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Govt ‘prepared for national emergencies’

SINGAPORE — Two weeks before Singapore was hit by its worst haze episode, the inter-agency Haze Task Force had met on May 29 to review its plans and to prepare for the dry season.

Govt ‘prepared for national emergencies’

Daily detected hotspot count for Sumatra

SINGAPORE — Two weeks before Singapore was hit by its worst haze episode, the inter-agency Haze Task Force had met on May 29 to review its plans and to prepare for the dry season.

The Government said this yesterday, as it sought to assure Members of Parliament (MPs) that plans to respond to national emergencies are in place and had functioned as intended, even though it acknowledged that some areas could be improved.

The task force, which was formed in 1994 and comprises 23 agencies, is activated yearly ahead of the dry season to review its procedures and responses and to coordinate the different agencies’ ground actions. “We were gearing up for the onset of the haze season,” said Minister for the Environment and Water Resources Vivian Balakrishnan.

“In fact, this is somewhat earlier than the usual haze season in other years. But the situation deteriorated sharply during a very short period.”

As such, Defence Minister Ng Eng Hen said Prime Minister Lee Hsien Loong had set up the Inter-Ministerial Committee on June 20, to “oversee overall national efforts” against haze as “an added step and new step … calibrated appropriately to deal with the haze problem”. “I want to assure Singaporeans that our structures to respond to national emergencies are in place and are functioning as intended,” said Dr Ng, the Chairman of the Haze Inter-ministerial Committee.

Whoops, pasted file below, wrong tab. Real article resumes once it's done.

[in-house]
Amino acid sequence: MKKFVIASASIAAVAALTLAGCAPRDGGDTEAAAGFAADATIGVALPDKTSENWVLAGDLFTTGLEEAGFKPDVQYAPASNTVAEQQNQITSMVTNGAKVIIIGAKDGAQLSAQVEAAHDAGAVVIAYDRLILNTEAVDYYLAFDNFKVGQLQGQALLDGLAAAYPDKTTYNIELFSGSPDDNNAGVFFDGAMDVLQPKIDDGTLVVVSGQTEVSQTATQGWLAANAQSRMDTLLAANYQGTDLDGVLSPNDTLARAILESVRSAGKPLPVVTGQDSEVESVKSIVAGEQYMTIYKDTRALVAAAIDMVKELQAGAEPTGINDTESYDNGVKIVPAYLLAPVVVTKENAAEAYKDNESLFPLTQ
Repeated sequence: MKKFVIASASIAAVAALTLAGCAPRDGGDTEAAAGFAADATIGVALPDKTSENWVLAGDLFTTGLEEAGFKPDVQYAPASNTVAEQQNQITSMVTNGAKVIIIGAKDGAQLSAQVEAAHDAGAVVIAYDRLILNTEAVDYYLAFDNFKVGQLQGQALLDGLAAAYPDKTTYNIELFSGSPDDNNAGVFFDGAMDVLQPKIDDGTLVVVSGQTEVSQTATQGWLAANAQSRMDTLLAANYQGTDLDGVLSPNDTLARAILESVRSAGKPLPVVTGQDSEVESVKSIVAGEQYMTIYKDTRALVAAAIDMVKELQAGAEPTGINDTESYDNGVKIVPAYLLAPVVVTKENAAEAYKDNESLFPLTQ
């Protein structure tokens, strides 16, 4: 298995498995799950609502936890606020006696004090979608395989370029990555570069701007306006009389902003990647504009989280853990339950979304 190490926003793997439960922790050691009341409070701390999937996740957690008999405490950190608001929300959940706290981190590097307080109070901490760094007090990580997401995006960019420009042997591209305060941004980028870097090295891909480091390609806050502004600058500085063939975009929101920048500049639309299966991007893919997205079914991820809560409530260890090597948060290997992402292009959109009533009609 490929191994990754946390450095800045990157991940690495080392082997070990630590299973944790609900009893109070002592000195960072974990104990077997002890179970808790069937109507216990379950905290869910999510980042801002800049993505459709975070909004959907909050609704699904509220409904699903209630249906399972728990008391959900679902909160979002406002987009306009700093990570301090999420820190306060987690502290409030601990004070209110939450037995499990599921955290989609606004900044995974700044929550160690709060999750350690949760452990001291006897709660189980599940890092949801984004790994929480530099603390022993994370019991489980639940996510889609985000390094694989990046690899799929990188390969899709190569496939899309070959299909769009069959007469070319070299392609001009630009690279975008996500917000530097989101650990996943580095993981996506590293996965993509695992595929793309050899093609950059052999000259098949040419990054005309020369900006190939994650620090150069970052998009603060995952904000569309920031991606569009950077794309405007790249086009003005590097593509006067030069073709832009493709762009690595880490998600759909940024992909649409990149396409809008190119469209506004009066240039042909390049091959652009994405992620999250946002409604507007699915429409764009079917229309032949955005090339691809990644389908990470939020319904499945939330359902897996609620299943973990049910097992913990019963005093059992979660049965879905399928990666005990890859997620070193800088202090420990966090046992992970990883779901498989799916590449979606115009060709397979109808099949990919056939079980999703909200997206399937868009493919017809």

He, however, acknowledged that the authorities could improve on their efforts in communication, guidance and education during the haze episode. “During emergencies, perceived or real lack of information or misinformation can often create greater problems than the threat itself,” said Dr Ng.

Responding to Non-Constituency MP Gerald Giam’s question about the situation where masks could not be stocked quickly enough in retail outlets, Dr Ng stressed that there was, in fact, no shortage of masks and that the Government’s stockpile of nine million masks were originally meant for healthcare workers in preparation for the onslaught of any infectious diseases.

Dr Ng added that the masks have been restocked, while the Health Ministry “will be looking in terms of packaging and see how they can roll it out in terms of distributorship chain”.

He said: “We were able to react fairly quickly, including using the SAF to move the masks from the warehouses to the constituencies and at the same time, retailers like NTUC FairPrice activating their supply chain to get the masks straight from the warehouse to their retail outlets, including the other retailers ... We can do better but we didn’t do that badly.”

When asked by MP Baey Yam Keng (Tampines GRC) if the Government stands ready to distribute masks to needy families again should the haze return, Dr Ng said the Government “has always stepped up to help its people when they need it”. WOO SIAN BOON

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